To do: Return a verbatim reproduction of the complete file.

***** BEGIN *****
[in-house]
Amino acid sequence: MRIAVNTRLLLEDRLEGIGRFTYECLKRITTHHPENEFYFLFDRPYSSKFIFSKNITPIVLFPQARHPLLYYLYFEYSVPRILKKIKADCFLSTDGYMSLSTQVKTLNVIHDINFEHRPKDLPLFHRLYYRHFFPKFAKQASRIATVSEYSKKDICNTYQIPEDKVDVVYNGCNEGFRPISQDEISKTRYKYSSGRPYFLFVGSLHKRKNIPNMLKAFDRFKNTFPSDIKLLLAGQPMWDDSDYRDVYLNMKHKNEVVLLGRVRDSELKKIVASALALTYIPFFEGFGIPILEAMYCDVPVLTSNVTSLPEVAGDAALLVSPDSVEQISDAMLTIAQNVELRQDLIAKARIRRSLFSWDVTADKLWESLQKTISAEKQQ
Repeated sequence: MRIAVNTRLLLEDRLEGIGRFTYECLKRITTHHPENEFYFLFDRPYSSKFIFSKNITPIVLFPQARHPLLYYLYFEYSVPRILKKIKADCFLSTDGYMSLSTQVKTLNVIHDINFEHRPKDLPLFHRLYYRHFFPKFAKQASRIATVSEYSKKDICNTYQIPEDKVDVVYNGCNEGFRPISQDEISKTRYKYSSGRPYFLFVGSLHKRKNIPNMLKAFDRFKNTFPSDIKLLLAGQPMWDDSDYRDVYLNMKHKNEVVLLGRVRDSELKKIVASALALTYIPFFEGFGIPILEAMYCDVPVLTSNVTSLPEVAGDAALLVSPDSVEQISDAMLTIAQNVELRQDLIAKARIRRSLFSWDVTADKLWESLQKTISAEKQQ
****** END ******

[in-house]
Amino acid sequence: MRIAVNTRLLLEDRLEGIGRFTYECLKRITTHHPENEFYFLFDRPYSSKFIFSKNITPIVLFPQARHPLLYYLYFEYSVPRILKKIKADCFLSTDGYMSLSTQVKTLNVIHDINFEHRPKDLPLFHRLYYRHFFPKFAKQASRIATVSEYSKKDICNTYQIPEDKVDVVYNGCNEGFRPISQDEISKTRYKYSSGRPYFLFVGSLHKRKNIPNMLKAFDRFKNTFPSDIKLLLAGQPMWDDSDYRDVYLNMKHKNEVVLLGRVRDSELKKIVASALALTYIPFFEGFGIPILEAMYCDVPVLTSNVTSLPEVAGDAALLVSPDSVEQISDAMLTIAQNVELRQDLIAKARIRRSLFSWDVTADKLWESLQKTISAEKQQ
Repeated sequence: MRIAVNTRLLLEDRLEGIGRFTYECLKRITTHHPENEFYFLFDRPYSSKFIFSKNITPIVLFPQARHPLLYYLYFEYSVPRILKKIKADCFLSTDGYMSLSTQVKTLNVIHDINFEHRPKDLPLFHRLYYRHFFPKFAKQASRIATVSEYSKKDICNTYQIPEDKVDVVYNGCNEGFRPISQDEISKTRYKYSSGRPYFLFVGSLHKRKNIPNMLKAFDRFKNTFPSDIKLLLAGQPMWDDSDYRDVYLNMKHKNEVVLLGRVRDSELKKIVASALALTYIPFFEGFGIPILEAMYCDVPVLTSNVTSLPEVAGDAALLVSPDSVEQISDAMLTIAQNVELRQDLIAKARIRRSLFSWDVTADKLWESLQKTISAEKQQ